Mex­ico farm town grieves for mother, sons slain in am­bush

Baltimore Sun - - MARYLAND | NATION & WORLD - By Peter Orsi

LA MORA, Mex­ico — With Mex­i­can soldiers stand­ing guard, a mother and two sons were car­ried to the grave in hand-hewed pine coffins Thurs­day at the first fu­neral for the vic­tims of a drug cartel am­bush that left nine Amer­i­can women and chil­dren dead.

Clad in shirt sleeves, suits or mod­est dresses, about 500 mourn­ers em­braced in grief un­der white tents erected in La Mora, a ham­let of about 300 peo­ple who con­sider them­selves Mor­mon but are not af­fil­i­ated with The Church of Je­sus Christ of Lat­ter-day Saints. Some wept, and some sang hymns.

Mem­bers of the ex­tended com­mu­nity — many of whom, like the vic­tims, are dual U.S-Mex­i­can cit­i­zens — had built the coffins them­selves, and used shov­els to dig a sin­gle, large grave for the three in the rocky soil of La Mora’s small ceme­tery. Farm­ers and teenage boys car­ried the coffins.

The coffins were placed on low ta­bles, and mourn­ers filed past to view them and pay their last re­spects to Dawna Ray Lang­ford, 43, and her sons Trevor, 11, and Ro­gan, 2.

They were to be laid to rest to­gether, just as they died to­gether Mon­day, when at­tack­ers fired a hail of bul­lets at their SUV on a dirt road lead­ing to an­other set­tle­ment, Colo­nia LeBaron, in neigh­bor­ing Chi­huahua state. Six chil­dren and three women in all were killed in the at­tack on the con­voy of three SUVs.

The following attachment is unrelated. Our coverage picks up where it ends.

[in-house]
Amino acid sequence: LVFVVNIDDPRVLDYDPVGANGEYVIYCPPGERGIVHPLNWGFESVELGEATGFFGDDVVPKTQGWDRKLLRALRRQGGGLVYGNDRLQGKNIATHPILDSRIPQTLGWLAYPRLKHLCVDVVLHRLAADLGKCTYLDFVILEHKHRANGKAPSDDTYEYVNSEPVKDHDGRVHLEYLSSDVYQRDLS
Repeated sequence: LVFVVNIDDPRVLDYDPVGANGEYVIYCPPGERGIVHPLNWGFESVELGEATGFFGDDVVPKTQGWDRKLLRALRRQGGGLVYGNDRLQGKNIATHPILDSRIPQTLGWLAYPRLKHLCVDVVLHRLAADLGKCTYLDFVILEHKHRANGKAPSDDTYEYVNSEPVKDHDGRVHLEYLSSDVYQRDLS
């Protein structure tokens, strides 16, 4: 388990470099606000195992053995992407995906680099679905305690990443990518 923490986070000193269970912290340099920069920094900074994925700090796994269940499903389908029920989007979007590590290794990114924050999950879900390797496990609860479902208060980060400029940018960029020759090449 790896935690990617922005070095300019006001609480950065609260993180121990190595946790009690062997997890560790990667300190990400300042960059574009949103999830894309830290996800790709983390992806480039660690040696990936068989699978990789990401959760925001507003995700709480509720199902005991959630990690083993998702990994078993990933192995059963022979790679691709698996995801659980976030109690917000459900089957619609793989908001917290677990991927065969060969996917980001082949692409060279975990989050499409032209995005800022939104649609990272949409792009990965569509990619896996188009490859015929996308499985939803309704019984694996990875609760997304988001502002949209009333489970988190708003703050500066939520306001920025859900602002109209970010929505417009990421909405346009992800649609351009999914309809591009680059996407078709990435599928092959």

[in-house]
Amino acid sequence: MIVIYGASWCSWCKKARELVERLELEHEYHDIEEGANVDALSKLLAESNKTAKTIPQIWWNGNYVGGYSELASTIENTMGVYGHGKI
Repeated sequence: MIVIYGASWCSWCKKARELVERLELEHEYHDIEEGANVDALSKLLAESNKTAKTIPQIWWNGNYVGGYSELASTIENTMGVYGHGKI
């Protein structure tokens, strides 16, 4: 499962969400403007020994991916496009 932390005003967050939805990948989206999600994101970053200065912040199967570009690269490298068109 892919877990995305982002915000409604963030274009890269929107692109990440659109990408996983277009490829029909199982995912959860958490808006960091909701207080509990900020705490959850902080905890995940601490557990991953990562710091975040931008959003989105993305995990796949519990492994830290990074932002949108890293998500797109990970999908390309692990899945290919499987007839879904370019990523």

There was no talk of re­venge in this highly re­li­gious com­mu­nity, only a deep thirst for jus­tice.

“The eyes of the world are upon what hap­pened here, and there are saints all over this world whose hearts have been touched,” Jay Ray, Dawna’s fa­ther, said in a eu­logy.

“The plan of God is for his saints to gather out from among the wicked, be­come sep­a­rate from them, to band to­gether to es­tab­lish to­gether the laws of re­spect and one­dom,” Jay Ray said. “God will take care of the wicked.”

Dawna’s younger sis­ter Am­ber Ray, 34, eu­lo­gized her as a de­voted mother to her 13 chil­dren and home­maker who loved a good laugh and baked the best birth­day cakes around.

“There isn’t any­thing in life that a cup of cof­fee couldn’t make bet­ter,” Am­ber said Dawna was fond of say­ing.

The ham­let is about 70 miles south of the Ari­zona bor­der, where Amer­i­canstyle frame houses al­ter­nate with barns.

Pa­trols of Mex­i­can army troops passed by reg­u­larly on the ham­let’s only paved road, pro­vid­ing se­cu­rity that was lack­ing the day of the killings.

The other vic­tims are ex­pected to be buried in Colo­nia LeBaron later. But the two com­mu­ni­ties, whose res­i­dents are re­lated, drew to­gether in a show of grief.

Dozens of high-rid­ing pick­ups and SUVS, many with U.S. li­cense plates from as far away as North Dakota, ar­rived in La Mora for the fu­neral, trav­el­ing over the dirt road where the at­tack oc­curred.

Gun­men f rom t he Juarez drug cartel had ap­par­ently set up the am­bush as part of a turf war with the Si­naloa cartel, and the U.S. fam­i­lies drove into it.

Steven Lang­ford, who was mayor of La Mora from 2015 to 2018 and whose sis­ter Christina Lang­ford was one of the women killed, said he ex­pects the slay­ings to lead to an ex­o­dus from the com­mu­nity.

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